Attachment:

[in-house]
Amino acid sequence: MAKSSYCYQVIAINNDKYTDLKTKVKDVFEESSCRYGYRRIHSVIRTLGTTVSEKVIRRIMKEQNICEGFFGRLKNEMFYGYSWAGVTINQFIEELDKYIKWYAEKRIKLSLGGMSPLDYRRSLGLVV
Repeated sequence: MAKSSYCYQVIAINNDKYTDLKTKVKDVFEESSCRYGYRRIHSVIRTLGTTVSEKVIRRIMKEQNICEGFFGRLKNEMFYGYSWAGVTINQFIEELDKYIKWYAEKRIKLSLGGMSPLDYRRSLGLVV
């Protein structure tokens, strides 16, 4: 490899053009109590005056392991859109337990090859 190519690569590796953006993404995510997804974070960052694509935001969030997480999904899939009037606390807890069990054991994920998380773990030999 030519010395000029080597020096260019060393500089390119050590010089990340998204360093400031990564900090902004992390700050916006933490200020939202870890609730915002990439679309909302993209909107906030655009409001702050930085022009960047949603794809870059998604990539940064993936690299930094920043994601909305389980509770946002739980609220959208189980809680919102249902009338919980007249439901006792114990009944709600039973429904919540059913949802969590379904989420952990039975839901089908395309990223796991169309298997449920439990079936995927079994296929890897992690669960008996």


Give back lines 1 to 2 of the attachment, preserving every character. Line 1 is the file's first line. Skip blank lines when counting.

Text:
[in-house]
Amino acid sequence: MAKSSYCYQVIAINNDKYTDLKTKVKDVFEESSCRYGYRRIHSVIRTLGTTVSEKVIRRIMKEQNICEGFFGRLKNEMFYGYSWAGVTINQFIEELDKYIKWYAEKRIKLSLGGMSPLDYRRSLGLVV